Many readers, myself among them, experience something I’m going to call “wrong message” when reading a book or article. By wrong message I mean that the writer has written a sentence, paragraph, or scene in such a way that the reader logically leaps to the conclusion that This. Is. Important!
And so, having inferred that This Is Important, the reader keeps expecting the subject matter of the sentence (or paragraph, or scene) to come up again in the book. The reader anticipates that what is taking place is foreshadowing: that the writer is providing information that will later be relevant.
But in many cases . . . this never happens. The information that seemed to signal its own importance simply disappears from the book. And the reader is left a bit disappointed, a bit annoyed. Even a bit puzzled, wondering how she could have misinterpreted the writing.
So, by dwelling on something that isn’t really important to the plot and theme and character development of the book, a writer is indeed sending the reader a wrong message. The writer seems to be saying: Pay attention, this will come up later.
But then it doesn’t, and reader dissatisfaction grows.
Sentences and paragraphs have their own logic (a logic that the reader absorbs without even thinking about it). Unless a writer understands and employs this logic, she is going to be sending wrong messages to the reader.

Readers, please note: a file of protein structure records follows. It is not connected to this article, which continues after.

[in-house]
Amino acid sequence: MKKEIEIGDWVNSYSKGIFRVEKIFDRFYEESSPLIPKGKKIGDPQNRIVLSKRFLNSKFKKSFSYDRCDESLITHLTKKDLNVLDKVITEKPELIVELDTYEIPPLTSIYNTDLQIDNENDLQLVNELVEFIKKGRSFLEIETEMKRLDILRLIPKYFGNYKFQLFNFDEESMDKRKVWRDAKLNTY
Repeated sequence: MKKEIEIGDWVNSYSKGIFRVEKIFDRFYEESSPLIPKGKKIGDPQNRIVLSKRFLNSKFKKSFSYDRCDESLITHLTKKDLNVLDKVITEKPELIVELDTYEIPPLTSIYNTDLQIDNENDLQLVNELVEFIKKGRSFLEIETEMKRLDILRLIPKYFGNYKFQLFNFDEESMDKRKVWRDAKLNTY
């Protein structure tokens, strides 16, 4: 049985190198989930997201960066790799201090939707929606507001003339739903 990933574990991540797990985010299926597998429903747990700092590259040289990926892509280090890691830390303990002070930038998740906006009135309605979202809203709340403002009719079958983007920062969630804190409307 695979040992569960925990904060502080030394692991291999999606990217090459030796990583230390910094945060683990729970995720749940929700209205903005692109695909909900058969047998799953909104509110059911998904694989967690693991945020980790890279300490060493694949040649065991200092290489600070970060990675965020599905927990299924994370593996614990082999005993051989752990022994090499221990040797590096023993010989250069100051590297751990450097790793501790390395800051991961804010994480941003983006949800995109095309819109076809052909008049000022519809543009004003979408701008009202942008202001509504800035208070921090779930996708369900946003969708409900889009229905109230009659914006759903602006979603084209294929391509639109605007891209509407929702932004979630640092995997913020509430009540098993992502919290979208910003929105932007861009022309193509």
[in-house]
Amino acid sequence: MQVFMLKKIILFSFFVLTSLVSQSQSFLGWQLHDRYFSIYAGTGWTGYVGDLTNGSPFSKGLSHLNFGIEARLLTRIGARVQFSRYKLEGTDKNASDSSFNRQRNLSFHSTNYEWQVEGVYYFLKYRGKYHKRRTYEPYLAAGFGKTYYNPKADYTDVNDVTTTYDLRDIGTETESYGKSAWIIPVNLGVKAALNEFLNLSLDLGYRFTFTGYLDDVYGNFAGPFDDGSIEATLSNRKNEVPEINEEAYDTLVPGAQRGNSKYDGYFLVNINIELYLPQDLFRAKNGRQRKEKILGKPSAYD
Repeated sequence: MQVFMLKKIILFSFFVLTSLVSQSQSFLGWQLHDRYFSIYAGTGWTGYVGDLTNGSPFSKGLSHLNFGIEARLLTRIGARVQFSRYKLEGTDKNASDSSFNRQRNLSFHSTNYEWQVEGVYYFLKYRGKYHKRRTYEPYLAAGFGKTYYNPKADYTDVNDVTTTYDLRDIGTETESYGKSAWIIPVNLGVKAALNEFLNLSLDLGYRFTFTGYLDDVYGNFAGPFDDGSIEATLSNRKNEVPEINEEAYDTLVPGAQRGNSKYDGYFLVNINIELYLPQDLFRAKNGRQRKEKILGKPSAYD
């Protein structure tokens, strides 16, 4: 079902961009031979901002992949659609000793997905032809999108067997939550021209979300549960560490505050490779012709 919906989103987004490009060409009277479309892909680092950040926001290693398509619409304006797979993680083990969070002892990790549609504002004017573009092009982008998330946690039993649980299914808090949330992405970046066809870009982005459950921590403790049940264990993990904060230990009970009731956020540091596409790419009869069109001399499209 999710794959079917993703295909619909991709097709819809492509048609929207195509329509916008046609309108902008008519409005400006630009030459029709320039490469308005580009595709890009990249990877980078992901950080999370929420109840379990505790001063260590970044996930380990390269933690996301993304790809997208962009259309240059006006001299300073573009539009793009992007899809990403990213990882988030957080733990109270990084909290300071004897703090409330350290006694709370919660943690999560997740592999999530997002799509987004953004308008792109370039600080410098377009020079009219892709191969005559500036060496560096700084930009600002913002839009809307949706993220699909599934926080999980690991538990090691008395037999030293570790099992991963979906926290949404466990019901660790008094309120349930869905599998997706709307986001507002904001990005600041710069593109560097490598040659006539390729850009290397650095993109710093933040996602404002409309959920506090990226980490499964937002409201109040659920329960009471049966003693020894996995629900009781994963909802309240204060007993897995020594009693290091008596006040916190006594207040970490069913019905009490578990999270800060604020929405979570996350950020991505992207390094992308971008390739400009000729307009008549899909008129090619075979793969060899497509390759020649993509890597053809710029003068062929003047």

An example of [subconscious] paragraph logic is that the first sentence is by far the most important sentence in the paragraph. This sentence sends out super-strong signals to the reader: Heads up! Comin’ at ya! After all, the writer ended the previous paragraph and started a new one specifically to break with the previous thought and to signal what the new thought/action is.
So. Imagine that you are reading a book that contains the following paragraph:
Justin parked the powerful riding mower in the garage. He entered the kitchen and immediately keyed his code into the security screen. Then he pulled the notebook out of his pocket and sketched the maze he had just mowed through the tall grass.
As it’s written, this paragraph signals that Justin parking the powerful riding mower in the garage is important. This simple sentence occupies the prime spot of importance in the paragraph. And, writers who write like this (more about that soon) tend to write many such paragraphs in which an object they are using for, say, texture or realism, occupies the primary spot in the paragraph. Often it is the same object that they use over and over: a lawn mower; a purse; a skateboard; an opal ring.
So, in such a book, the reader would encounter many paragraphs in which information about Justin and the riding mower is related in the first sentence of the paragraph, as a simple (S-V-O) sentence. Justin brushed the grass off the seat of the riding mower. Or, Justin kicked the dried grass off the wheels of the rusty riding mower. Or, Justin noticed that the riding mower needed cleaning. And so on.
The reader is going to be thinking: Aha! There’s something important about that riding mower! But in reality, that’s not the case. The writer is merely trying to add some texture to the book by painting a picture of concrete objects.